How do are callers patched when a method is recompiled?
Thomas.Rodriguez at Sun.COM
Mon Oct 6 13:58:06 PDT 2008
The basic machinery relies on making methods not entrant and
reclaiming them once we're sure no inline cache could still contain a
reference to them. We overwrite the first instructions of the
generated code with an instruction sequence that gets us into the
handle_wrong_method stub. Look at NativeJump::patch_verified_entry
and SharedRuntime::handle_wrong_method. This forces any callers to
reresolve the call site and either find any new generated code or fall
back to the interpreter. NMethodSweeper takes care of cleaning all
the inline caches that might still contain references to the nmethod
by cleaning a portion of the code cache at every safepoint. Once
we're sure that no inline cache could contain a reference to the not
entrant nmethod we mark it for reclamation. There are some tricky
bits in the runtime where code is operating on an nmethod and we want
to be sure it isn't swept from underneath us and these use the
nmethodLocker which is basically a reference counter that delays the
freeing of the nmethod.
We're not attempting to be aggressive in how quickly we reclaim the
storage from the code cache and there are some problems with the
current code if the rate of invalidation gets too high but those are
just implementation details. There are a lot of ways our current
implementation could be improved but it performs adequately in most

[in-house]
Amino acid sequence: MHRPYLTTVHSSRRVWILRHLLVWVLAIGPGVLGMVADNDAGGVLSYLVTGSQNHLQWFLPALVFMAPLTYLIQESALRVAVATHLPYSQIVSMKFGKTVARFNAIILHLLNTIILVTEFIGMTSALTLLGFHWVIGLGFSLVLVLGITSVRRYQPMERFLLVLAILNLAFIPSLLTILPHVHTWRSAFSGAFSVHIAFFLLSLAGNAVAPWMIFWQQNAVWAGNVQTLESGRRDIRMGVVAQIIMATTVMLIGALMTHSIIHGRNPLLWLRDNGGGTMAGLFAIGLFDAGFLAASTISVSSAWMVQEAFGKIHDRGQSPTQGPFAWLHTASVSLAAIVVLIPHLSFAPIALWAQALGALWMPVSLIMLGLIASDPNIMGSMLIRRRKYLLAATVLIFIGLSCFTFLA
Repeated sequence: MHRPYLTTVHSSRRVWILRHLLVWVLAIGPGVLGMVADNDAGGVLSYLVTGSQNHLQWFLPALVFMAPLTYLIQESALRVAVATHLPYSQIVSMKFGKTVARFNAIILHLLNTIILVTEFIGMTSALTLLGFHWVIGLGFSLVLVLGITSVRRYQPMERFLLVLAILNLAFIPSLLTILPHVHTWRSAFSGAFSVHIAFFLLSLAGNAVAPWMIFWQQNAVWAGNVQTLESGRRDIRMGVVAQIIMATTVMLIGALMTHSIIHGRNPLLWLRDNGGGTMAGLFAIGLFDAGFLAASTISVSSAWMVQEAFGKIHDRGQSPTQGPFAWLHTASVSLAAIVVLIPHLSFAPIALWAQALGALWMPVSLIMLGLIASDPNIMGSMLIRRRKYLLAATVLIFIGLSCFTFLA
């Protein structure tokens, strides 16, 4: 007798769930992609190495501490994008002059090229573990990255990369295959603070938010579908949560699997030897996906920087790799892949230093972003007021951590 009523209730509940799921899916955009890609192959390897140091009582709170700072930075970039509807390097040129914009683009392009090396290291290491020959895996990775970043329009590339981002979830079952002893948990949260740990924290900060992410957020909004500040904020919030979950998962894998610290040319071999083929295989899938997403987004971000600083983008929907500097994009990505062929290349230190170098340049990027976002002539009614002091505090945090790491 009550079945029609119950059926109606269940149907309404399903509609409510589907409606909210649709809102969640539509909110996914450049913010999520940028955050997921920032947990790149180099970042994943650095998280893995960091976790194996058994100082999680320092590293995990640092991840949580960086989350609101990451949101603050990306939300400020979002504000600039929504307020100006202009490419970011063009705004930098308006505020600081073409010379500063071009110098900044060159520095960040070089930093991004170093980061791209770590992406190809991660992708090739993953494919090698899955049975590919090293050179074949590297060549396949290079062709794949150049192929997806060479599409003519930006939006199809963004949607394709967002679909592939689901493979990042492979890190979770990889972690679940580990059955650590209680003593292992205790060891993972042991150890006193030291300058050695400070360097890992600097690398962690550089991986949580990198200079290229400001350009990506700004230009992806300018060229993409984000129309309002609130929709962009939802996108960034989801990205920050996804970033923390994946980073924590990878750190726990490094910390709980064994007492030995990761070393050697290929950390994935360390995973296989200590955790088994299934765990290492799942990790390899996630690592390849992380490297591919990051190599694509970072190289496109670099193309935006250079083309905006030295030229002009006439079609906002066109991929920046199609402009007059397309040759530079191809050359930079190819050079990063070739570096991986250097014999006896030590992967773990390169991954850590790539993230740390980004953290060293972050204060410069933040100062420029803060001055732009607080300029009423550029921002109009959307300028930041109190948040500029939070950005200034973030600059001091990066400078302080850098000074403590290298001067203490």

ways so other than a few bug fixes it largely hasn't changed for a
long time. The main flaw we'll have to address in the future is that
if the rate of invalidation and/or the number of nmethods is high it
performs way too much work at each safepoint. It processes a 1/4 of
the code cache each time and it probably needs metric that is tied how
much work it performs instead.
On Oct 5, 2008, at 1:36 PM, Yale Zhang wrote:
> Hi. I'm trying to build a dynamic optimization framework for LLVM
> and have been looking at HotSpot for ideas on how to patch the
> callers when a method is recompiled. I've spent over an hour looking
> at functions like new_nmethod, register_method and I can't figure it
> I've been thinking about the following approaches:
> 1. lazy relinking - keep the old code and patch callers only when
> they refer to the old code. I guess you can do this by patching the
> old code to find the call site and patch it. Then there's the
> question of
> when to throw away the old fragment. Could use reference counting or
> garbage collection.
> 2. relink immediately - upon recompiling, all callers are patched.
> This would be expensive because it would entail either going through
> every function looking for such a call (more processing) or
> maintaining a list of callers for each function (more storage).
> So, how does HotSpot do it?
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